The downside to being a student is that you’re often broke as well as short on time after rushing to lectures and getting that assignment in at the eleventh hour…but what if we told you there’s a really easy way to save both time and money? Welcome to batch cooking.

If you’re new to batch cooking, it’s basically cooking more food than you need and saving some for another day. It’s so easy to do, and there’s plenty of advantages. Batch cooking can range from just cooking twice the amount you need and keeping half in the fridge for the following day… Or, for batch cooking professionals, cooking your meals for the month in a single day! This is a bit extreme, but many families do this to make sure they’ve always got a healthy meal to hand. And if you’re going to the effort of cooking in the first place rather than banging some freezer food into the oven, batch cooking will make you feel like it’s all been worthwhile.

Here are just some of the main advantages to batch cooking:

Looking after the pennies

Buying food in bulk is cheaper than buying smaller amounts on a more regular basis, so you can save a lot of money by buying the ingredients all in one go and using them straight away to cook several meals. If you head down to the supermarket at the end of the day, you can often pick up some steals on food that’s about to go out of date too – which of course doesn’t matter if you’re on your batch cooking mission the same day! You don’t even have to cook the whole meal—a really popular way of batch cooking is to cook and freeze the main ingredients, then just defrost when they’re needed. For example, cooking a whole batch of minced beef with onions and freezing it in portions means you’ve already got the main ingredients for making shepherd’s pie, spag bol and chilli con carne ready to go. It couldn’t be simpler, just cook a big batch, divide into portions, pop into storage boxes, wait to cool then pop in the freezer!

If you’ve always got something for dinner in ready to go, you’re also less likely to ring for that takeaway pizza!

Tasty time saverBatch Cooking Labelled in Wilko Freezer Bags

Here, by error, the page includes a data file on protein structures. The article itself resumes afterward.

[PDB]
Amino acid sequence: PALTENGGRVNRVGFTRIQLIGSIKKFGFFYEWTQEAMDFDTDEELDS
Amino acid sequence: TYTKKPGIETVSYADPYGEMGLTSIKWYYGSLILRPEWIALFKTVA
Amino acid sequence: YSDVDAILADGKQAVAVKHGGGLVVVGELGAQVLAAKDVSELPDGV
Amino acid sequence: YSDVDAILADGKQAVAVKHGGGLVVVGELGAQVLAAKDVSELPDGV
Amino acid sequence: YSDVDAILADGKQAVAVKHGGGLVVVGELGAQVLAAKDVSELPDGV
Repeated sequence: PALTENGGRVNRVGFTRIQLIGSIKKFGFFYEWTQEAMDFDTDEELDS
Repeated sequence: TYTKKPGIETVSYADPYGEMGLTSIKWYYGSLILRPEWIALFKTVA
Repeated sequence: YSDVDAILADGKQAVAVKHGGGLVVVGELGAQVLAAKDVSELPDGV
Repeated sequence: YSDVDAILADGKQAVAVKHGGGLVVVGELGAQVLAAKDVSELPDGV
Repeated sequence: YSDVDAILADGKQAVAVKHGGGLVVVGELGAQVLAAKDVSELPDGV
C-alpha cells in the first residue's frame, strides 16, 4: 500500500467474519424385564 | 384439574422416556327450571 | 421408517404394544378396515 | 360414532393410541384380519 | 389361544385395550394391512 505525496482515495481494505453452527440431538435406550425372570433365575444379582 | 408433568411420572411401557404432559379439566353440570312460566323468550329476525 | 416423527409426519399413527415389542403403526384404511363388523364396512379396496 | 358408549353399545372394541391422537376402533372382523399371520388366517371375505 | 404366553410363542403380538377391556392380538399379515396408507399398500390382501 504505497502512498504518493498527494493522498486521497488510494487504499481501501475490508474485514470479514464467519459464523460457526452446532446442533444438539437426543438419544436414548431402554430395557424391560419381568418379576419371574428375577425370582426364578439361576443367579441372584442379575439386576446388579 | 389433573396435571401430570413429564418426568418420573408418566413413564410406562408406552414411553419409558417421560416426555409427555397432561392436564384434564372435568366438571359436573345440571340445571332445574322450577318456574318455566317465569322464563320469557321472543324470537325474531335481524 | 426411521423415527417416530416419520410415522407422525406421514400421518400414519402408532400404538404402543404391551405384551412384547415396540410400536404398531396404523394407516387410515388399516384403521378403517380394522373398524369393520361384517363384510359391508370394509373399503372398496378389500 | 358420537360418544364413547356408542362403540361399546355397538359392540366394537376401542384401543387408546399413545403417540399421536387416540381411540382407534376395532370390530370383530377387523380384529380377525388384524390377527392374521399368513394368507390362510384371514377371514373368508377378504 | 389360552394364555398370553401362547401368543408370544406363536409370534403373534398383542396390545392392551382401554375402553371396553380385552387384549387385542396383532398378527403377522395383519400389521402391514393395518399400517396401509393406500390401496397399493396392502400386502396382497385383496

Having a ready-prepared meal means you won’t have to cook every night as most meals are usually really quick to reheat in the microwave. If you’ve pre-cooked bolognese, for example, you just need to boil a bit of spaghetti to go with it – meaning you’ll have a delicious healthy meal in minutes. By chopping and cooking all your ingredients the previous day, week or month, it’ll free up some time for speedy reheating when you’re busy.

Top tip – If you don’t have much space in your freezer, use food bags rather than boxes.

Eating healthier

Batch cooking is ideal if you’re trying to be healthier, or trying to stick to a particular diet too. If your priority is weight loss, muscle gain or general health, you can tailor each meal to your diet, and have it ready when you need it, for example after your Monday Body Pump class or 5-a-side football. You’ll be much less likely to grab some fast food if you’ve got the ideal meal in the freezer!

Top tip – When following a recipe, the easiest way to bulk cook is to just use twice the ingredients to make twice as much, or quadruple them to have plenty of leftovers to freeze or have as lunches.

Batch Cooking In Tupperware

With autumn upon us and winter not too far away, it’s a great time to start thinking about homemade soups and casseroles, curries and bakes; all of which can be portioned out and popped in the freezer for another day. Looking for some more tips about batch cooking? Check out our full guide to healthy batch cooking.

And of course, we’ve got everything you need to make batch cooking easy – from pots and pans to a great range of freezer and microwave friendly containers to decant your homemade deliciousness into. Label it up and you’re good to go – just remember to take it out of the freezer before you shoot off to uni!

Have you got any student living tips or batch cooking tips of your own? We’d love to hear them. Let us know on Facebook, Instagram or Twitter.

Print this page